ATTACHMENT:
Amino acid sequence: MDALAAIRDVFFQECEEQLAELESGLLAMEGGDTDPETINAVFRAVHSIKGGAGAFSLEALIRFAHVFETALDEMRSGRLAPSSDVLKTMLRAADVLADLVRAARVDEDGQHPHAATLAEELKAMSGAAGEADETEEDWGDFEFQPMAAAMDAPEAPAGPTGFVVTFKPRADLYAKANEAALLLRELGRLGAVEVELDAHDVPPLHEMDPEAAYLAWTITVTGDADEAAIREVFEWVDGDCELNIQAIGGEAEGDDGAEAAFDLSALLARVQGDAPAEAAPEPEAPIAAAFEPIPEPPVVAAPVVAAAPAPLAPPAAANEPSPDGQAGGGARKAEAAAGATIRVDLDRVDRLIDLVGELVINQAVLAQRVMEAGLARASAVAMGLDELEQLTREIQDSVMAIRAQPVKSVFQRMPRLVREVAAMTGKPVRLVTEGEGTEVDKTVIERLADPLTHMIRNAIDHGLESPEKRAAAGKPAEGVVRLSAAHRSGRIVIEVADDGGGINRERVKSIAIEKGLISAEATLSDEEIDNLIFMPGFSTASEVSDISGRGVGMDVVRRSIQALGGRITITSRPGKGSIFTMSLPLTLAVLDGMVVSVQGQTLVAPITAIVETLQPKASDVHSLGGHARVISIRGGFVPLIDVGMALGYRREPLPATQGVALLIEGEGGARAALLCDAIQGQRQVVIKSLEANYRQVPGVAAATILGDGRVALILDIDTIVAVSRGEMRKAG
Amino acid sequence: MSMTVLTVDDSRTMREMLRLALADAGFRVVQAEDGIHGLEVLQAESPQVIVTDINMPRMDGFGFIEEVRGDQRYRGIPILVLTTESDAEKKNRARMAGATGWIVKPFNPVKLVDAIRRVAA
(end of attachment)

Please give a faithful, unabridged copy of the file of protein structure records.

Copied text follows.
Amino acid sequence: MDALAAIRDVFFQECEEQLAELESGLLAMEGGDTDPETINAVFRAVHSIKGGAGAFSLEALIRFAHVFETALDEMRSGRLAPSSDVLKTMLRAADVLADLVRAARVDEDGQHPHAATLAEELKAMSGAAGEADETEEDWGDFEFQPMAAAMDAPEAPAGPTGFVVTFKPRADLYAKANEAALLLRELGRLGAVEVELDAHDVPPLHEMDPEAAYLAWTITVTGDADEAAIREVFEWVDGDCELNIQAIGGEAEGDDGAEAAFDLSALLARVQGDAPAEAAPEPEAPIAAAFEPIPEPPVVAAPVVAAAPAPLAPPAAANEPSPDGQAGGGARKAEAAAGATIRVDLDRVDRLIDLVGELVINQAVLAQRVMEAGLARASAVAMGLDELEQLTREIQDSVMAIRAQPVKSVFQRMPRLVREVAAMTGKPVRLVTEGEGTEVDKTVIERLADPLTHMIRNAIDHGLESPEKRAAAGKPAEGVVRLSAAHRSGRIVIEVADDGGGINRERVKSIAIEKGLISAEATLSDEEIDNLIFMPGFSTASEVSDISGRGVGMDVVRRSIQALGGRITITSRPGKGSIFTMSLPLTLAVLDGMVVSVQGQTLVAPITAIVETLQPKASDVHSLGGHARVISIRGGFVPLIDVGMALGYRREPLPATQGVALLIEGEGGARAALLCDAIQGQRQVVIKSLEANYRQVPGVAAATILGDGRVALILDIDTIVAVSRGEMRKAG
Amino acid sequence: MSMTVLTVDDSRTMREMLRLALADAGFRVVQAEDGIHGLEVLQAESPQVIVTDINMPRMDGFGFIEEVRGDQRYRGIPILVLTTESDAEKKNRARMAGATGWIVKPFNPVKLVDAIRRVAA